Monday, June 10, 2013

History of xerophthalmia

For thousands of years humans and animals have suffered from vitamin A deficiency, typified by night blindness and xerophthalmia.

Night blindness was described in ancient Egypt and was thus the earliest recognized deficiency disease. Eber’s papyrus an Egyptian medical treatise of between 1520 to 1600 BC, recommended eating roasts ox liver or liver of black cocks, to cure it.

The old Greek, Roman and Arab physicians recommended an internal and external, therapy, with livers of goats to overcome night blindness.

Celsus (25 BC to AD 50), s roman author on medicine, was the first to describe xerophthalmia but his recommendation for treatment did not mention liver.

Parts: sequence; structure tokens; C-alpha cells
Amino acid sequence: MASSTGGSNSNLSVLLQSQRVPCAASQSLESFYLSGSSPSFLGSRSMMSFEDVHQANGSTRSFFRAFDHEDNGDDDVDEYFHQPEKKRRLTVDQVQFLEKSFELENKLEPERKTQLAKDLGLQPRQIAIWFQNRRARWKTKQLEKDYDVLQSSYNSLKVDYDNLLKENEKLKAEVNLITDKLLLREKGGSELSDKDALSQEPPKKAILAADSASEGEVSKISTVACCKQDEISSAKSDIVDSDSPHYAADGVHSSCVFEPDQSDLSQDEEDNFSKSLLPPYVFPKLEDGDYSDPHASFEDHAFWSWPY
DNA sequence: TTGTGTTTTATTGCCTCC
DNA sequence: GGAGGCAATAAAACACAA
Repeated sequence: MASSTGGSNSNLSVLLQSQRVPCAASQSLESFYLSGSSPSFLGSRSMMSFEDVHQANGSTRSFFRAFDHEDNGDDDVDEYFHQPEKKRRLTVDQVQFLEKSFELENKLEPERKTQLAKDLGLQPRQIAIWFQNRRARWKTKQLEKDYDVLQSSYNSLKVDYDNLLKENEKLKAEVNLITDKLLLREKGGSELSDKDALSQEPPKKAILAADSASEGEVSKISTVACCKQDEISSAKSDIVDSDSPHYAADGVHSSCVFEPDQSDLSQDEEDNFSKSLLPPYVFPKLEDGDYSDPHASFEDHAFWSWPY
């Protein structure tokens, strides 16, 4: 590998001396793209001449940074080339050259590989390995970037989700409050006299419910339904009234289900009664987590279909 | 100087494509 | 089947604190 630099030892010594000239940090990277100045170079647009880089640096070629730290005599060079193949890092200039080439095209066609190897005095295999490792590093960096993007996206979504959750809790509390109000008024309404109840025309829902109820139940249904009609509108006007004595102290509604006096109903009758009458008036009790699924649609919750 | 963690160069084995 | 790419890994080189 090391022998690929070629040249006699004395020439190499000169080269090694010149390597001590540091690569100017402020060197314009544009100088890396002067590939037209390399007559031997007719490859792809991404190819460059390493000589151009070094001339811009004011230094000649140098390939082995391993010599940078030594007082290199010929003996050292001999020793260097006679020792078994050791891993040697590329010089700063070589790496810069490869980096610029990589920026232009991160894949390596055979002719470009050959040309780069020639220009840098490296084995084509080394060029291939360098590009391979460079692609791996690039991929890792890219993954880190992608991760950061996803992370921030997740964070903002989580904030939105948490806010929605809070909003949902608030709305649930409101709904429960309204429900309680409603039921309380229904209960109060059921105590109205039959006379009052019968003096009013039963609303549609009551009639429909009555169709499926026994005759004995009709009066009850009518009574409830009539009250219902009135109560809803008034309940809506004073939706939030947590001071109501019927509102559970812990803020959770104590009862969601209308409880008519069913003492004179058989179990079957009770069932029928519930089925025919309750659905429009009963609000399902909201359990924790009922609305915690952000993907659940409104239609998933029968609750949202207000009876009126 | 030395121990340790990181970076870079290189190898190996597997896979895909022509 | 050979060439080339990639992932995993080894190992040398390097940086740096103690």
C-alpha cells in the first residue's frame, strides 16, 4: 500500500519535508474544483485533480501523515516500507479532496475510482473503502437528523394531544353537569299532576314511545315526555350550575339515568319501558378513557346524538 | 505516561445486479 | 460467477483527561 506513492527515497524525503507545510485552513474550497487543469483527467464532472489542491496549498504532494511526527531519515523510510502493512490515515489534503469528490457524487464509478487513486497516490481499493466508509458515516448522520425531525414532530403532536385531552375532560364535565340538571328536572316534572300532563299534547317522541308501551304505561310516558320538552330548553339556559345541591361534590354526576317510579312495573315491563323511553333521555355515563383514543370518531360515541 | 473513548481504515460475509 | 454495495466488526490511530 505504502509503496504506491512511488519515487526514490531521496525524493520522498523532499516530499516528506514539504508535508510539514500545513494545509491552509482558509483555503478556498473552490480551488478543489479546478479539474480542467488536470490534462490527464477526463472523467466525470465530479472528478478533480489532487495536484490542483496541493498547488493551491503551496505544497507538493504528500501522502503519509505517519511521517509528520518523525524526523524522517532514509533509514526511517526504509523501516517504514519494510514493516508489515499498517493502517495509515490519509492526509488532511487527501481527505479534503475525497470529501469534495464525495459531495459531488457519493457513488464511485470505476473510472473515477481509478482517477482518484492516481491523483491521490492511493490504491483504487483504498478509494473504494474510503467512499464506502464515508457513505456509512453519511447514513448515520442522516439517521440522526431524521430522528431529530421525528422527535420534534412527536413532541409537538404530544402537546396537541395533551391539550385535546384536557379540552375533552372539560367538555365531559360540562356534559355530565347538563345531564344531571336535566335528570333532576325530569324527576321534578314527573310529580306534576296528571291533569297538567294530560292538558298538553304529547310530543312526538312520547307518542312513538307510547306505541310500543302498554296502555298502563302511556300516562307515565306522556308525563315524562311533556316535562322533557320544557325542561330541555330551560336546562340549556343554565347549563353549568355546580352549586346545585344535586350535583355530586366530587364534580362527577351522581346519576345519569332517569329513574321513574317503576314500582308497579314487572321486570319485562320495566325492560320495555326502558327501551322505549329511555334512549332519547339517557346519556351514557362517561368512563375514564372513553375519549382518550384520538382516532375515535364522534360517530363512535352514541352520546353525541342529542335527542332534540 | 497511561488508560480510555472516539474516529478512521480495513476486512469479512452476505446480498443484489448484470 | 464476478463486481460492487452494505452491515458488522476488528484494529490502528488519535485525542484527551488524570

The term ‘xerophthalmia’ was coined nearly 200 years ago to describe dry eyes – xeros in Greek means dryness.

Clinical descriptions of corneal xerophthalmia first appeared in England in the 18th century, followed by additional reports in the 19th century and early 20th centuries of its occurrence.

By the end of the nineteenth century, xerophthalmia was recognized in many parts of the world including continental Europe, the UK, the USA and some tropical countries.

Xerophthalmia has since become synonymous with the ocular manifestations of vitamin A deficiency.
History of xerophthalmia
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